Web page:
Grounds For Divorce In New York State Law

FamilyDivorce

  • Author Tyrone Rothwell
  • Published September 28, 2011
  • Word count 429
  1. Irretrievable breakdown.

Divorce is granted between you and your spouse if the relationship has been broken for at least six months. However, if you filed for divorce before October 12, 2010, you’re ineligible to divorce on these grounds. A divorce will be denied if the couple who is seeking a divorce fails to reach a settlement regarding the property they acquired during their marriage. There must also be a settlement in place regarding custody and visitation rights; as well as spousal and child support.

  1. Abandonment.

New York allows divorce if your spouse abandons you for at least a year. In this case, abandonment means your spouse either kicked you out or left you without any intentions of returning. To divorce on these grounds, you and your spouse must have reached a settlement regarding custody visitation, property, spousal and child support.

  1. Adultery.

Divorce is granted if your spouse commits adultery. It should be noted, however, that if you encourage your spouse to cheat or engage in sex with him or her after learning about the affair, then you won’t be granted a divorce. Divorce is also denied if you’re the cheating spouse.

New York divorce laws don’t grant divorce to couples if more than five years have passed since infidelity happened. You can’t testify in a divorce ending in adultery. Instead you must have someone else as a witness.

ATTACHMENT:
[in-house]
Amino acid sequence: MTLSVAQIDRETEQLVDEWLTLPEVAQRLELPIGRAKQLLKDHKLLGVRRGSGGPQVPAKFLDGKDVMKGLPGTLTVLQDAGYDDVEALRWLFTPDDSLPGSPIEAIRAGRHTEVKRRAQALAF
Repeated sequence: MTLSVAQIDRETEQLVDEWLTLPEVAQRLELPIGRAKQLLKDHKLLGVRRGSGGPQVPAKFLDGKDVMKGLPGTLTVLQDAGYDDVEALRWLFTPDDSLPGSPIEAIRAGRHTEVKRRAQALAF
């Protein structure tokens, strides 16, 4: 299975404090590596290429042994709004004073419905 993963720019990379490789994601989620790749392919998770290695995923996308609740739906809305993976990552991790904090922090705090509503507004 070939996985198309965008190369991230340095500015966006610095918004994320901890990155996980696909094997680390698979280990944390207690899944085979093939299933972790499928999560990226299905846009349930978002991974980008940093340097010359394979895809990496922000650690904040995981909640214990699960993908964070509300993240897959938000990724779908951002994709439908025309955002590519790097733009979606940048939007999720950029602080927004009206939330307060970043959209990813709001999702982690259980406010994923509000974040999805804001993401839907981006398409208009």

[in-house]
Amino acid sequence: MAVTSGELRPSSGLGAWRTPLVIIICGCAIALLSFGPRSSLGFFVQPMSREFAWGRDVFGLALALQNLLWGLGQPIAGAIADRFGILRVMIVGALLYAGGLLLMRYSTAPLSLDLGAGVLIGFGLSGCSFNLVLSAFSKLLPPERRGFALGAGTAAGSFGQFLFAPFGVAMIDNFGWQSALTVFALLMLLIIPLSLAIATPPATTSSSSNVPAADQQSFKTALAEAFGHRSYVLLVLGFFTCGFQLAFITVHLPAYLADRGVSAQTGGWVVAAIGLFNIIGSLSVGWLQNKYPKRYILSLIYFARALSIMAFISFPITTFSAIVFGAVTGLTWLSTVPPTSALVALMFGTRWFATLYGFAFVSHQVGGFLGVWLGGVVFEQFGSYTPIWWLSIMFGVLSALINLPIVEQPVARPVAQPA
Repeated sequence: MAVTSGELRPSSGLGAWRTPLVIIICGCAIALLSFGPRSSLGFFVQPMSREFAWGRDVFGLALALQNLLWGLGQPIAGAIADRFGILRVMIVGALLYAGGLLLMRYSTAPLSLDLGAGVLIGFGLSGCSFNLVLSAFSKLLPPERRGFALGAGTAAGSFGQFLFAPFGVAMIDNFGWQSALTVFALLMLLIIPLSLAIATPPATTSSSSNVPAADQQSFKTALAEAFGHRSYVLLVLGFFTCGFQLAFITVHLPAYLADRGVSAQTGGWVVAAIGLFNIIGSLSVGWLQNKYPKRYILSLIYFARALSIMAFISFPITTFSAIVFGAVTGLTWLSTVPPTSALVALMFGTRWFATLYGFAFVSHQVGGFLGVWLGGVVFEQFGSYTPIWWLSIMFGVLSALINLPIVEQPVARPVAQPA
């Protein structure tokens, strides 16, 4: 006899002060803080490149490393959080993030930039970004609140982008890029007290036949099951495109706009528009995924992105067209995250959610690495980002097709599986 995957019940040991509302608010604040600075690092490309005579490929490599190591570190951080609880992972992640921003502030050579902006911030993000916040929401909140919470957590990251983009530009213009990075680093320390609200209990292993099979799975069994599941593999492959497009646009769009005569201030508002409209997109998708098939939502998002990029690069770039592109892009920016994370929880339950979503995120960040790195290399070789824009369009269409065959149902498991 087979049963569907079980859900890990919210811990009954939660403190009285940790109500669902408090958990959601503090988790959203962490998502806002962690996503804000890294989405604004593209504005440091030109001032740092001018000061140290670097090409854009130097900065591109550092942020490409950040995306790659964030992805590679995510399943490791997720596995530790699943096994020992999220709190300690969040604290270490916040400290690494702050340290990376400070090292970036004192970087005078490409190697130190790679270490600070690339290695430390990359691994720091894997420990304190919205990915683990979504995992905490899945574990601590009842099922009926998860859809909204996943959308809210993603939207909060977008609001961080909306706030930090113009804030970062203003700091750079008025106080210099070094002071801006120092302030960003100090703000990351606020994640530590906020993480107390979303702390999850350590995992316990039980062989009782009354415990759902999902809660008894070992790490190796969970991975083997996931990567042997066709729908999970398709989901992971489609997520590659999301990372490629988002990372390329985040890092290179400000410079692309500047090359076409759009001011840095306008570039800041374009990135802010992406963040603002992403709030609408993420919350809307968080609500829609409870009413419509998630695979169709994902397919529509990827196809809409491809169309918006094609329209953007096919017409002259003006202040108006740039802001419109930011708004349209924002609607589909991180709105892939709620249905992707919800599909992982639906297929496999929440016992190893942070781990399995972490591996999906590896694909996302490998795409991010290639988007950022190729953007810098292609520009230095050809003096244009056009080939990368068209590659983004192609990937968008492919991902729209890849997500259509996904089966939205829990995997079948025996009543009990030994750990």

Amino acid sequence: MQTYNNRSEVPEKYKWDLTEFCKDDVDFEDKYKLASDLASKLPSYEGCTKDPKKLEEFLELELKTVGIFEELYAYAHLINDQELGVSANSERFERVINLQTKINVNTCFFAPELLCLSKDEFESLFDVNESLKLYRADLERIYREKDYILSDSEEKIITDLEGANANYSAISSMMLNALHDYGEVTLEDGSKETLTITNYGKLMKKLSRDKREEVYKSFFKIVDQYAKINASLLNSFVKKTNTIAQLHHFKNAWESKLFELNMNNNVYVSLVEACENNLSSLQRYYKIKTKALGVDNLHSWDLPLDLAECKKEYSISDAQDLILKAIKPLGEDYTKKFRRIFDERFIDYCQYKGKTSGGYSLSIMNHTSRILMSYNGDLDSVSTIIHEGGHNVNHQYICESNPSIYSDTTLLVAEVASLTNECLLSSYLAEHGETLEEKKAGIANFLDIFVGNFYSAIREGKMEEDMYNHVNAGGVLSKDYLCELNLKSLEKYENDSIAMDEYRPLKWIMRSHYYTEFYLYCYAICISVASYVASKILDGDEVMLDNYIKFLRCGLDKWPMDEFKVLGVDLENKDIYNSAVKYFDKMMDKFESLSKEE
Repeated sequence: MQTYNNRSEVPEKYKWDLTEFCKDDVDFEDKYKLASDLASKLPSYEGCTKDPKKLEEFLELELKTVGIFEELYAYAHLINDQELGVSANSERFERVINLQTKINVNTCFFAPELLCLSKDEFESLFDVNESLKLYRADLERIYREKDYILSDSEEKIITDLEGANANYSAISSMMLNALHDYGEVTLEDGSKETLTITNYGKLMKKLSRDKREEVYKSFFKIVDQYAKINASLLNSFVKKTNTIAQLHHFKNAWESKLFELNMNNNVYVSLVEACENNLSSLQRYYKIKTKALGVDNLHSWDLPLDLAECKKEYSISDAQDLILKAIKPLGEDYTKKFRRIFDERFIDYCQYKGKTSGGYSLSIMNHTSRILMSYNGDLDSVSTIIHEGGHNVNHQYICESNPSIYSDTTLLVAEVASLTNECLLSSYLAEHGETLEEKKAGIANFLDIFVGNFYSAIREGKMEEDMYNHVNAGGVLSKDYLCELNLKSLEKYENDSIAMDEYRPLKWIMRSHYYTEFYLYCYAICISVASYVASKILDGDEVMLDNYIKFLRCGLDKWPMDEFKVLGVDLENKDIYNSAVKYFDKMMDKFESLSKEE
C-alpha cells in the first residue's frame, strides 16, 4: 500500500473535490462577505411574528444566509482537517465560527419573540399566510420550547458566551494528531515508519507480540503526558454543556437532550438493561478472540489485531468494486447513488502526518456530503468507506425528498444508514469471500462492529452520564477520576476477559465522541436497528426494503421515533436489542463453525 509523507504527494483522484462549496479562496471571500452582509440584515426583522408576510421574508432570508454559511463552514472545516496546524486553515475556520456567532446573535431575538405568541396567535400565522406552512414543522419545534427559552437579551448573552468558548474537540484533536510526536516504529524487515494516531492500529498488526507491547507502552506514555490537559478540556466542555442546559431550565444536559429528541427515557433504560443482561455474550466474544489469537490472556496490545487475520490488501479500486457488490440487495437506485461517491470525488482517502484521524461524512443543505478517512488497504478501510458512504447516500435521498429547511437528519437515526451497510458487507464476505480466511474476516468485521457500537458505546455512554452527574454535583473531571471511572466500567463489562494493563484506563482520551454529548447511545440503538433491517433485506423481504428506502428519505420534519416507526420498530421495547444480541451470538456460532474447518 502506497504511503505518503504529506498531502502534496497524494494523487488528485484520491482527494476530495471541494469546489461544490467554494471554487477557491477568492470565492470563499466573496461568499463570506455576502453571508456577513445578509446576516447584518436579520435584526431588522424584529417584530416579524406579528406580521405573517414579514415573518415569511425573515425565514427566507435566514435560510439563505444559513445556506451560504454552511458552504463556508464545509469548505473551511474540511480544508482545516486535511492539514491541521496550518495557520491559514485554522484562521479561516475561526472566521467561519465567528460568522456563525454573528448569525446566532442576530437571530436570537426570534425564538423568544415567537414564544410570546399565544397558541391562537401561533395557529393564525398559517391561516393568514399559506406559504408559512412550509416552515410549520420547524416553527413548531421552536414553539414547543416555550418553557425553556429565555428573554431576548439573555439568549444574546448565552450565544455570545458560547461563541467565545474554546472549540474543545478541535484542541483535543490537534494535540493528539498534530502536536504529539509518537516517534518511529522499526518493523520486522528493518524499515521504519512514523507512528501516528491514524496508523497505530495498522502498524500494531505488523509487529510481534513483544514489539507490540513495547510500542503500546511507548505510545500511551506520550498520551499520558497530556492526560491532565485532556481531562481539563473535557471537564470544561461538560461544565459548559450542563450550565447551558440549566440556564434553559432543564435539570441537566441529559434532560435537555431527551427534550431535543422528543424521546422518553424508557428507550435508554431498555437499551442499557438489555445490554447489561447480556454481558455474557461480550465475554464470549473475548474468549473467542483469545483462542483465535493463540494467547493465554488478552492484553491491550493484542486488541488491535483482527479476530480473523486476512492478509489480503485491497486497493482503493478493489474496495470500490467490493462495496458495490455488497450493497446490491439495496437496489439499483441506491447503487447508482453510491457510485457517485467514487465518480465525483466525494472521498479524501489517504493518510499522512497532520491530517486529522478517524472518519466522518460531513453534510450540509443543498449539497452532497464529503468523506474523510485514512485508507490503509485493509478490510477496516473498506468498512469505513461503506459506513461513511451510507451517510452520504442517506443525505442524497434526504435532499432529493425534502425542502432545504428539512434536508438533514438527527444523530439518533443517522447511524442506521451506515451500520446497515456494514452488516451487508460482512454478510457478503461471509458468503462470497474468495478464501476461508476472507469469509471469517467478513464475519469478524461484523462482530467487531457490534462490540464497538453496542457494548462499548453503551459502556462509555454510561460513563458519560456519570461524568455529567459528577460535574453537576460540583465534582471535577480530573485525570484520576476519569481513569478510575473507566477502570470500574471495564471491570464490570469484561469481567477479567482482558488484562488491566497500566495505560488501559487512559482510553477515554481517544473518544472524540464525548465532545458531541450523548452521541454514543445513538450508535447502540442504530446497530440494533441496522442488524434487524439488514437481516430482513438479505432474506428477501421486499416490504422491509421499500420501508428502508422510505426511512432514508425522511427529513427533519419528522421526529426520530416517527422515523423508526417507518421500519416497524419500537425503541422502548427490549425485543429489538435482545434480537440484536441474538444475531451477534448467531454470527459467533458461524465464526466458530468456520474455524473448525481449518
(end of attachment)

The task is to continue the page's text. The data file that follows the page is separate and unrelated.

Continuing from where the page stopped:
1. Separation agreement.

A divorce is granted to married New York couples who have lived separately for at least a year as a result of signing an agreement of separation. Prior to the finalization of divorce, both parties are expected to obey this signed agreement.

  1. Cruel and inhuman treatment.

Cruel and inhuman treatment means you’re in danger physically or mentally if you continue living with your spouse. This is based on verbal and/or physical abuse.

If this abuse happened over 5 years ago, you can’t divorce on these grounds. Your spouse even has the right to object to these grounds.

  1. Imprisonment.

A New York judge will grant a divorce to a spouse whose husband or wife is incarcerated for three years or longer. A divorce can not be granted if the spouse’s incarceration happened more than five years ago and he or she is now free.

  1. Judgment of separation.

If you and your spouse live separately because of a "judgment of separation" or a "decree of separation," for at least a year, then you can seek a divorce on these grounds. All the stated conditions in the decree or judgment must be obeyed by both parties.

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